What oranges and dead ends taught me about life
I never imagined vigorously staring at a blank white wall — as well as contemplating life by strenuously observing a ripe, delicious orange — were two things I can consider “revelatory.” While extremely frustrating chores by themselves, they have been incredibly helpful in my path to self-discovery. (And as an unfortunately potent method for procrastination.)
I never imagined that staring at a blank white wall could be so enlightening. Equally thought-provoking is a mental exercise involving the contemplation of an ordinary orange, which I learned from Brad Warner’s book, Hardcore Zen. Essentially, it involves visiting a quiet location and focusing on every single aspect of the piece of fruit: it’s texture, color, smell and just about anything sensory-related. These motions don’t necessarily have a purpose. Rather, it’s to get people into what I’m calling — and Warner details throughout his work — the “Zen mindset.” Put plainly, it entails being “in the now” as much as possible.
Yesterday, as I emerged from an essay-induced fetal position, I realized I needed to take a break from all of my writing work. I felt more stressed than usual because I had just re-read Thomas More’s Utopia, which catalogs a severely oppressive, tyrannical and creepy world that I’d never want to live in. Having felt extremely stressed and depressed from these activities, I decided at that moment that sitting perfectly still for an hour in unbearably dull silence was my best option. In retrospect, I now realize this might have been the least sensical thing to do. Nevertheless, it caused me to recall the book that taught me the aforementioned exercises.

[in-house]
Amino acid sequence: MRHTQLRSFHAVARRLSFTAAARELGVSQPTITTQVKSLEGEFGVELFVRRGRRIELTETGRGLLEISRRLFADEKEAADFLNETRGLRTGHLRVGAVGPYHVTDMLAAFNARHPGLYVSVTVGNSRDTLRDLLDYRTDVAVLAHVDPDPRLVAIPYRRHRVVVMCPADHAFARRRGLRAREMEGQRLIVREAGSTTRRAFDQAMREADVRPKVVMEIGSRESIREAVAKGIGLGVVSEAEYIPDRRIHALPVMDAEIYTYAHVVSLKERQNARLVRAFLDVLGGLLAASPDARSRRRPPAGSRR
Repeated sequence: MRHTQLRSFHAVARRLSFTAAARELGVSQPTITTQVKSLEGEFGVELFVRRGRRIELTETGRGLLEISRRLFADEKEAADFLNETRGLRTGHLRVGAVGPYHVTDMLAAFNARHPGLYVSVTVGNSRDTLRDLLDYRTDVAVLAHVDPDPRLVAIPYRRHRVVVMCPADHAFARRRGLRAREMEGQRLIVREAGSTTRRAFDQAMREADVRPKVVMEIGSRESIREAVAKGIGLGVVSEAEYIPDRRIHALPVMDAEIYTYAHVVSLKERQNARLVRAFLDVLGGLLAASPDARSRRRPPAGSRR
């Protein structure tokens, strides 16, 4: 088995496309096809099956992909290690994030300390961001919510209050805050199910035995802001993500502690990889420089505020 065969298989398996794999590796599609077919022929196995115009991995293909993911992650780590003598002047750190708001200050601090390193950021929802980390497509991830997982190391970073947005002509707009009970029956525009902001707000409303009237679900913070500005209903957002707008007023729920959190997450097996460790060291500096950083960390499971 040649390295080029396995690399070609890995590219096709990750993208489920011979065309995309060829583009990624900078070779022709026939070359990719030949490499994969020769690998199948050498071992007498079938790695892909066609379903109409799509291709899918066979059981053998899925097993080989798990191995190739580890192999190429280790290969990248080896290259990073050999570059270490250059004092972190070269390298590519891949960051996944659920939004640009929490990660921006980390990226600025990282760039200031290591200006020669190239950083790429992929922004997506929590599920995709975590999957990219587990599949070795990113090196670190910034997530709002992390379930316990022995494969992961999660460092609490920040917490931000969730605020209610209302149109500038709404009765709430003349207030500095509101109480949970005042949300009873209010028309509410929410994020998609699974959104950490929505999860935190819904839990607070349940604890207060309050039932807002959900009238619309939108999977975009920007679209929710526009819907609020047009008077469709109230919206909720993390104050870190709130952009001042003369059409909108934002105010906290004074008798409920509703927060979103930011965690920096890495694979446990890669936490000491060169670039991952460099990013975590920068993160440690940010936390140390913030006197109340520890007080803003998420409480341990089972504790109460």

What’s strange about the book, though, is it’s written by someone who one would never would even know what Zen is. As Warner describes in the text, he is an active practitioner of Zen, which in addition to being a general mindset, is also a Mahayana Buddhist denomination is primarily centered around the the no-frills meditation called “zazen,” that I described earlier.
Almost as uplifting as it is sardonic, Warner’s high octane ride flings the reader through all the zany twists and eccentric turns of his autobiographical spiritual journey. This includes things like a brief tour throughout the 1980’s American hardcore punk scene, an incursion into the art of producing campy Japanese monster movies and the story of how he became a certified Zen master through his “dharma transmission.”